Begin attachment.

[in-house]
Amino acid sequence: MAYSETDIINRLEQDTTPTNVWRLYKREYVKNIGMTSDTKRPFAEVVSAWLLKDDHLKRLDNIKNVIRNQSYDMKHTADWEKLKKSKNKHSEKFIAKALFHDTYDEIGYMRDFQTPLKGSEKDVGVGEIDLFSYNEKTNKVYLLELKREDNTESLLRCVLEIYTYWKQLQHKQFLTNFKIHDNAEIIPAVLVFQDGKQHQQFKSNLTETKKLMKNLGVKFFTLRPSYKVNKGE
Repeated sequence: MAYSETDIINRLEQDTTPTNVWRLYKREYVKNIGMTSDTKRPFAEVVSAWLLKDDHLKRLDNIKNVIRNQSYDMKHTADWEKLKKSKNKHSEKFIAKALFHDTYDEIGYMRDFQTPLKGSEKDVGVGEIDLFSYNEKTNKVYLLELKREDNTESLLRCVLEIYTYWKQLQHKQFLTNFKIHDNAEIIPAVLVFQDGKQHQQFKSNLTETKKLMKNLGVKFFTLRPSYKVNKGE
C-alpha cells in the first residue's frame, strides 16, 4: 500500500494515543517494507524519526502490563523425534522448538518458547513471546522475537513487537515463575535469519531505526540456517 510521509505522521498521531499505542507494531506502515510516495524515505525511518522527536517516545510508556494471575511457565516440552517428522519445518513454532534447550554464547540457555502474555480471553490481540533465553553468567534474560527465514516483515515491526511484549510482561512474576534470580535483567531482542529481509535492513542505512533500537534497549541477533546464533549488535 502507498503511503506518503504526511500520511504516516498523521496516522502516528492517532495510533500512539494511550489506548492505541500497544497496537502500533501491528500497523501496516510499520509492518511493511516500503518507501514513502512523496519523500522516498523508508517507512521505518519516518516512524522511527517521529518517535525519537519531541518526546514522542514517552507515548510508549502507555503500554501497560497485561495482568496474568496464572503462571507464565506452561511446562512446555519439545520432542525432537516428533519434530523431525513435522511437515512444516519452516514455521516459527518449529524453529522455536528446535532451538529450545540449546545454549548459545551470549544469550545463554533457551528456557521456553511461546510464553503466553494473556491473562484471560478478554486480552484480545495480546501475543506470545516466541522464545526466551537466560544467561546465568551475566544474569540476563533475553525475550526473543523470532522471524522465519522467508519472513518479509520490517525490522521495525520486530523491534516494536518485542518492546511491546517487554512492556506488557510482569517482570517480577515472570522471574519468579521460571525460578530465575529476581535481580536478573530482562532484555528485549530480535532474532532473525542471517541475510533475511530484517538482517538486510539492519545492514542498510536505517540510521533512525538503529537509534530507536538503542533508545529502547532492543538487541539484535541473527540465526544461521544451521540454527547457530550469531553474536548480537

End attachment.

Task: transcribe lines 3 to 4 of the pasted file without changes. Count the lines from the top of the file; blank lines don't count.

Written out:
Repeated sequence: MAYSETDIINRLEQDTTPTNVWRLYKREYVKNIGMTSDTKRPFAEVVSAWLLKDDHLKRLDNIKNVIRNQSYDMKHTADWEKLKKSKNKHSEKFIAKALFHDTYDEIGYMRDFQTPLKGSEKDVGVGEIDLFSYNEKTNKVYLLELKREDNTESLLRCVLEIYTYWKQLQHKQFLTNFKIHDNAEIIPAVLVFQDGKQHQQFKSNLTETKKLMKNLGVKFFTLRPSYKVNKGE
C-alpha cells in the first residue's frame, strides 16, 4: 500500500494515543517494507524519526502490563523425534522448538518458547513471546522475537513487537515463575535469519531505526540456517 510521509505522521498521531499505542507494531506502515510516495524515505525511518522527536517516545510508556494471575511457565516440552517428522519445518513454532534447550554464547540457555502474555480471553490481540533465553553468567534474560527465514516483515515491526511484549510482561512474576534470580535483567531482542529481509535492513542505512533500537534497549541477533546464533549488535 502507498503511503506518503504526511500520511504516516498523521496516522502516528492517532495510533500512539494511550489506548492505541500497544497496537502500533501491528500497523501496516510499520509492518511493511516500503518507501514513502512523496519523500522516498523508508517507512521505518519516518516512524522511527517521529518517535525519537519531541518526546514522542514517552507515548510508549502507555503500554501497560497485561495482568496474568496464572503462571507464565506452561511446562512446555519439545520432542525432537516428533519434530523431525513435522511437515512444516519452516514455521516459527518449529524453529522455536528446535532451538529450545540449546545454549548459545551470549544469550545463554533457551528456557521456553511461546510464553503466553494473556491473562484471560478478554486480552484480545495480546501475543506470545516466541522464545526466551537466560544467561546465568551475566544474569540476563533475553525475550526473543523470532522471524522465519522467508519472513518479509520490517525490522521495525520486530523491534516494536518485542518492546511491546517487554512492556506488557510482569517482570517480577515472570522471574519468579521460571525460578530465575529476581535481580536478573530482562532484555528485549530480535532474532532473525542471517541475510533475511530484517538482517538486510539492519545492514542498510536505517540510521533512525538503529537509534530507536538503542533508545529502547532492543538487541539484535541473527540465526544461521544451521540454527547457530550469531553474536548480537